USGS scientists have discovered that, 20,000 years ago, Yellowstone did not look anything like you would expect.
The Yellowstone Caldera and its surround would not have been bubbling with lava and erupting geysers.
Instead, Yellowstone would have been covered in an ice sheet thousands of feet thick.
USGS scientist Ken Pierce and his team dedicated their careers to studying how glaciers advanced and retreated around Yellowstone during the Pleistocene, often referred to as the Ice Age.
The team used radiocarbon dating and a method called “surface exposure dating” to develop a detailed chronology of glacier advance and retreat in Yellowstone.
What they learned was that the last glacial episode in the Yellowstone region reached its maximum sometime between 21,000 years ago in the eastern part of Yellowstone to about 16,000 years ago in the south.
During that time, nearly all of Yellowstone was covered by an ice cap up to 4,000 feet thick (about 1,200 meters).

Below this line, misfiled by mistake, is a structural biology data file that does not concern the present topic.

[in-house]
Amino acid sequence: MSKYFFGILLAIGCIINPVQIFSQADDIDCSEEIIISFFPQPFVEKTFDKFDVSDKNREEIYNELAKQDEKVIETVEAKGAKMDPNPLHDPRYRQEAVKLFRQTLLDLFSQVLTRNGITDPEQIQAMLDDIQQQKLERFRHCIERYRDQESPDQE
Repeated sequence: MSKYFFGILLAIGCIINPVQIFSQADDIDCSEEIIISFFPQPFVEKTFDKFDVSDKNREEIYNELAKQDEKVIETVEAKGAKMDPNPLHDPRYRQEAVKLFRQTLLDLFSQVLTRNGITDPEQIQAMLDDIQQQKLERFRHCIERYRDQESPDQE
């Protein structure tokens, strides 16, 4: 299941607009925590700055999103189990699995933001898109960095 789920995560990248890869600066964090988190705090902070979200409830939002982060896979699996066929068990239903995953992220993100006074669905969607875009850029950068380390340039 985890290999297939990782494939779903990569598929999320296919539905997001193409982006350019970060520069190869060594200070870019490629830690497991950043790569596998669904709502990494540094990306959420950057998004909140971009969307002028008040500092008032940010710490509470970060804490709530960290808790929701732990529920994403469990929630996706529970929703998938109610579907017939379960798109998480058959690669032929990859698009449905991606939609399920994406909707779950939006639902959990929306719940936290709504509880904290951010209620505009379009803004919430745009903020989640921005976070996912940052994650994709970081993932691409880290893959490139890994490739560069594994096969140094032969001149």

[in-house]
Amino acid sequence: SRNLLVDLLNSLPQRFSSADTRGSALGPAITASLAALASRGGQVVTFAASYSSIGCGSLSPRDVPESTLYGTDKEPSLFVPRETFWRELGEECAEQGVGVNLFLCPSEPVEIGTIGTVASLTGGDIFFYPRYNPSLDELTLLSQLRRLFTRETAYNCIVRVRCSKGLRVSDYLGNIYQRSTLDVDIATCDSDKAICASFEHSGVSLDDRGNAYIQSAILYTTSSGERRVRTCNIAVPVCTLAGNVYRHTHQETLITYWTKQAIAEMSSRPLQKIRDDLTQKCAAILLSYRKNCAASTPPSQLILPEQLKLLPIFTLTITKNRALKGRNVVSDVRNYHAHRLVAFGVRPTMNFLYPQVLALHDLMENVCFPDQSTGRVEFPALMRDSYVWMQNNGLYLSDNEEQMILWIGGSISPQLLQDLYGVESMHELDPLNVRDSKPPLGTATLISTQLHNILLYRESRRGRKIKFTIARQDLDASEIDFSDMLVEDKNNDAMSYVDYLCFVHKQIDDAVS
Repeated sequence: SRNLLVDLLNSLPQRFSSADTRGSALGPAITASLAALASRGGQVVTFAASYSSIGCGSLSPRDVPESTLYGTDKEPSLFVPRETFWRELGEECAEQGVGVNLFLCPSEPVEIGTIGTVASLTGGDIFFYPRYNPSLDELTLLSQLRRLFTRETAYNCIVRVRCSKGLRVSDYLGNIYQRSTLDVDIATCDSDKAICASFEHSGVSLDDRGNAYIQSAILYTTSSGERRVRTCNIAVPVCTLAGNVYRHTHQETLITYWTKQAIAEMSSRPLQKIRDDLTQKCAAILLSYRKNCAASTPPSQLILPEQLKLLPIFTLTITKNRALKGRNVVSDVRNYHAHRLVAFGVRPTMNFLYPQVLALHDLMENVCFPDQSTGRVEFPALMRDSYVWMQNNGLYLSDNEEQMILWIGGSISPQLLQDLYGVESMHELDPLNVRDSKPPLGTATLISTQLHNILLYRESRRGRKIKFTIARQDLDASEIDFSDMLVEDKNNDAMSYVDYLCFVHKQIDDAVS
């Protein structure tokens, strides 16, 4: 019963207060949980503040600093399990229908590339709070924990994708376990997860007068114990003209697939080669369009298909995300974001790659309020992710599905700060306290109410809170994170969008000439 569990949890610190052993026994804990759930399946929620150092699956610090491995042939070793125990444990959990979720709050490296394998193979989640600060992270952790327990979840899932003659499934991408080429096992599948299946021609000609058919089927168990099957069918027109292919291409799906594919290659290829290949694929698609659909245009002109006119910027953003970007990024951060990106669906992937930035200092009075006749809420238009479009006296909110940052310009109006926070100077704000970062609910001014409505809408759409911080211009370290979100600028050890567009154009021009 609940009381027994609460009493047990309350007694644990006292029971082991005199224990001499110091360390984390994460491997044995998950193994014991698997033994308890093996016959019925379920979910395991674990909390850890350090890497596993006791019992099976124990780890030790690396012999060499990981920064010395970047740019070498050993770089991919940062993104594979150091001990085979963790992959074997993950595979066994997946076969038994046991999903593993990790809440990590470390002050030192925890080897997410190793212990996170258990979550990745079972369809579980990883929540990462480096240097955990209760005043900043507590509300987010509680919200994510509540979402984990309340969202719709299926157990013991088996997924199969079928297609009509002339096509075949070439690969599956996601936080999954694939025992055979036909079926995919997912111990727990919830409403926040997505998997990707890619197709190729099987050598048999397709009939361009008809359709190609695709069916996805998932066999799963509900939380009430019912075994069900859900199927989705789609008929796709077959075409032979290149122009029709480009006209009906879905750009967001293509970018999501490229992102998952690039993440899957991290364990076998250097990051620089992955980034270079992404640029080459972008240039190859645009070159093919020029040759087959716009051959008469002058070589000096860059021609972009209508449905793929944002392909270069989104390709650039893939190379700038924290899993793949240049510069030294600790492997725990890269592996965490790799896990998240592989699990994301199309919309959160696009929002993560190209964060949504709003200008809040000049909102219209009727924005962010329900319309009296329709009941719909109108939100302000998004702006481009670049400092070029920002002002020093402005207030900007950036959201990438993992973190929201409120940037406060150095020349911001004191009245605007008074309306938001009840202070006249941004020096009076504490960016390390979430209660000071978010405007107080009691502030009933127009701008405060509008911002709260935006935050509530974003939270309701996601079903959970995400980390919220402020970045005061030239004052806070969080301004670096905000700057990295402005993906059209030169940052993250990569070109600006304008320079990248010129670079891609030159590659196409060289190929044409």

About 14,000 years ago, Yellowstone was once again ice-free, and the fluid pressure in the hydrothermal system which had built under the weight of the ice began causing groundwater to boil.
This resulted in violent hydrothermal explosions, violently disrupting the rock structures.
Yellowstone volcano has seen three major eruptions that scientists and historians know of.
These occurred 2.1 million years ago, 1.3 million years ago and 640,000 years ago.
The USGS reports that large volumes of lava flow erupted in the caldera between 180,000 and 70,000 years ago, and no magmatic eruptions have occurred since.
However there have been hydrothermal explosions, such as that seen when the ice melted.
Yellowstone is the site of one of the world’s largest hydrothermal systems including Earth’s largest concentration of geysers.
The USGS says the odds of Yellowstone erupting are 0.00014 percent.
However, if it did erupt, it would likely change the face of the planet as we know it.
Sulphur aerosols that reflect sunlight back into the atmosphere cool the climate would be emitted, cooling the globe.
The states of Wyoming Idaho, Colorado, Montana and Utah would likely be totally wiped out, and much of the US buried in ash.